Appeals court shelves shutdown of Interior computers

An appellate court has postponed a federal judge’s order to disconnect all Interior Department information technology systems that access Indian trust fund data. U.S. District Judge Royce Lamberth said he ordered the shutdown because the systems are vulnerable to hacker attacks.

Interior officials then requested an administrative stay Oct. 21 to temporarily suspend the shutdown, pending appeal.

Lamberth originally granted American Indian plaintiffs a motion for a preliminary injunction to shut down any computers, networks, handheld computers and voice-over-IP equipment that access trust fund data. The injunction, which he issued Oct. 20, prohibits Interior employees, contractors, tribes and other third parties from using those systems.

It is not known when or if a shutdown will occur.

"When the court takes it up, they'll let us know what our status is," Interior spokesman John Wright said today.

Depending on interpretations of the order, Interior could be forced to disconnect 5 percent to 10 percent of its computers, he said.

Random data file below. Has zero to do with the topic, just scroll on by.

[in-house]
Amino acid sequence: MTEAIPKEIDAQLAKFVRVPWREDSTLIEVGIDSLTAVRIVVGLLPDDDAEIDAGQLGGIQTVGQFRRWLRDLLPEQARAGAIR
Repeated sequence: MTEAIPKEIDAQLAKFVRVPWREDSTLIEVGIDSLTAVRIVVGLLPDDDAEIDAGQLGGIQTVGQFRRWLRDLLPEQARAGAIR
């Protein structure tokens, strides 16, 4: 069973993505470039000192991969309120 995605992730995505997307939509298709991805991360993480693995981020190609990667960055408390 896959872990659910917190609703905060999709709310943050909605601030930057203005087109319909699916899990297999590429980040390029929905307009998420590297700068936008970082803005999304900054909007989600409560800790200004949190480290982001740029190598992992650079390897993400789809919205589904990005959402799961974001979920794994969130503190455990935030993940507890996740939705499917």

Although this would not harm the general public, "it would cause significant harm to Indian [communities], given that we process a lot of data by way of computers," Wright added.

Interior’s IT security has been the focus of a nine-year class-action lawsuit that criticizes the department’s oversight of Indian trust funds. Indian plaintiffs have accused Interior officials of failing to properly protect data.

The plaintiffs are expected to contest the delay.

Bill McAllister, their spokesman, said the brief will state that Judge Lamberth scrupulously followed the instructions of the court.

"He found the evidence overwhelming that the conditions were not safe in their computer systems," McAllister said. “This is another attempt by the Justice and Interior departments to evade [their] responsibilities to” American Indians.

Department officials took the Bureau of Land Management’s Web sites off-line for two months this spring after Interior’s inspector general issued a report warning that its IT systems are vulnerable to cyberattacks.

In 2001 Lamberth ordered Interior to disable Internet connections on all computers that employees – and hackers -- could use to access trust fund data. He ordered two subsequent shutdowns, although Internet access returned to the department following a federal appeals court ruling that blocked the second order.

Most recently, lapses in Interior’s oversight allowed government-hired hackers to infiltrate the agency’s systems, according to a Sept. 6 memo from Earl Devaney, Interior’s IG.

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